Missouri Cave Life
insect prey), siltation or flooding caused by water projects, invading exotic species and urbanization. In the United States, five species of troglobites that we know of have become extinct, four of them in the last 50 years, and 20 species are recognized as endangered or threatened.
Twelve other troglobites are candidates for the U.S. endangered species list, including Missouri's Tumbling Creek cavesnail, Antrobia culveri, known from but one cave in the world. All six species of endangered bats in the U.S. depend on caves at least seasonally.
If we conserve our groundwater properly, much of our Missouri cave life will be protected. We are making progress in conservation by setting aside and protecting bat caves of strategic importance. Of the state's 5,700 caves, only about 155, or 3 percent, are of strategic importance to gray and Indiana bats. The Conservation Department is doing its part by protecting 28 such sites on its lands and cooperatively monitoring the bat populations in other caves held by private, state and federal owners.
A New Species of Cave Crayfish
Conservation Department biologists Bill Elliott, Ken Lister, Melissa Shiver and Rhonda Rimer collected a species new to science on August 16, 1999. Their work was part of a study, funded by the U.S. Fish & Wildlife Service.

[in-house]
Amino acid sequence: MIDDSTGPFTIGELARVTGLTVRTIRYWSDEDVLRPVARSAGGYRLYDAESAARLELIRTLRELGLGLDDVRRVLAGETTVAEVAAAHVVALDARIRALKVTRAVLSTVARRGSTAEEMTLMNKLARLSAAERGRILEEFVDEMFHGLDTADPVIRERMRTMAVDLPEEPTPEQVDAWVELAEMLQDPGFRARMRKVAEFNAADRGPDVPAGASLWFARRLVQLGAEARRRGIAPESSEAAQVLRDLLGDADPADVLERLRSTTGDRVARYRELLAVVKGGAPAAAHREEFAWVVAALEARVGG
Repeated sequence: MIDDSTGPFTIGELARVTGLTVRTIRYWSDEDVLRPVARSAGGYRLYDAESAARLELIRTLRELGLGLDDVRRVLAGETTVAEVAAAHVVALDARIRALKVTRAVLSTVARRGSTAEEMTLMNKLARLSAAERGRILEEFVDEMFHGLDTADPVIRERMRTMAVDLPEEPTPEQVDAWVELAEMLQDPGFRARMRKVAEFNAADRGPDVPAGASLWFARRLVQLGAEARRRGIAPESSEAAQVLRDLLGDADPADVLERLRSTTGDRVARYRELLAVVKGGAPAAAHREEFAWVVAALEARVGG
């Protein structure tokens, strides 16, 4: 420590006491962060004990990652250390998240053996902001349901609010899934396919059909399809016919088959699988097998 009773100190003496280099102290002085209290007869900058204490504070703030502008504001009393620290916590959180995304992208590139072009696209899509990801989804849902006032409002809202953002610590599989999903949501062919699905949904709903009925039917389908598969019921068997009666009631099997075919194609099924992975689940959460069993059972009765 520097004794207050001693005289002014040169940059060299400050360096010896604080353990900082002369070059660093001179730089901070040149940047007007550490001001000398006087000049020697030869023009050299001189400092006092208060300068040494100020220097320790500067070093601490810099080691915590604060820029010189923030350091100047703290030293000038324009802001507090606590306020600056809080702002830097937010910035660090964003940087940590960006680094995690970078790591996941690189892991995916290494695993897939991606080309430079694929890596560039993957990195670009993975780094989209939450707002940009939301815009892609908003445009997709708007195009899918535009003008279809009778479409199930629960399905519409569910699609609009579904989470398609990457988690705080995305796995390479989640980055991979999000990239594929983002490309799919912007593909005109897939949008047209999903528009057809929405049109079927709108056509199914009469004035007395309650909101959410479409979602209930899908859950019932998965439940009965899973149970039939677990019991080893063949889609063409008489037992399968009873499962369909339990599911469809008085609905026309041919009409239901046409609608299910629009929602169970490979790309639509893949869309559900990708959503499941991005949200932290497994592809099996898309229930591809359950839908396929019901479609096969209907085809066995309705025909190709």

They found an eyeless crayfish in a muddy steam passage in one of the caves at Caney Mountain Conservation Area in Ozark County. Lister collected one adult male and one adult female for identification by an expert taxonomist and Elliott extensively photographed the specimens. Tissue from the female was deep frozen for DNA work by a geneticist, and both specimens were preserved for study.
Elliott was thrilled when he studied his photos of the male's gonopods (mating appendages) and realized that this was a species of the genus Orconectes, instead of one of the two known cave crayfishes in Missouri.
Five species of blind Orconectes inhabit caves from Indiana to Alabama, but this is the first blind Orconectes from west of the Mississippi River.
Finding a new species of cave crayfish is a rare event (the last one in Missouri was in 1952). Some cave species are older than the caves they live in, which may be millions of years old. Some species of cave crayfish have an extremely slow growth rate, low reproductive rate and long life span, so it is important to carefully study and conserve cave crayfish populations.
To protect the new species, access will be restricted to scientific studies. Fortunately, the cave is inside a protected "Natural Area" and is far from any development or known pollution sources.
Photos of many cave species may be seen on Elliott's Biospeleology website.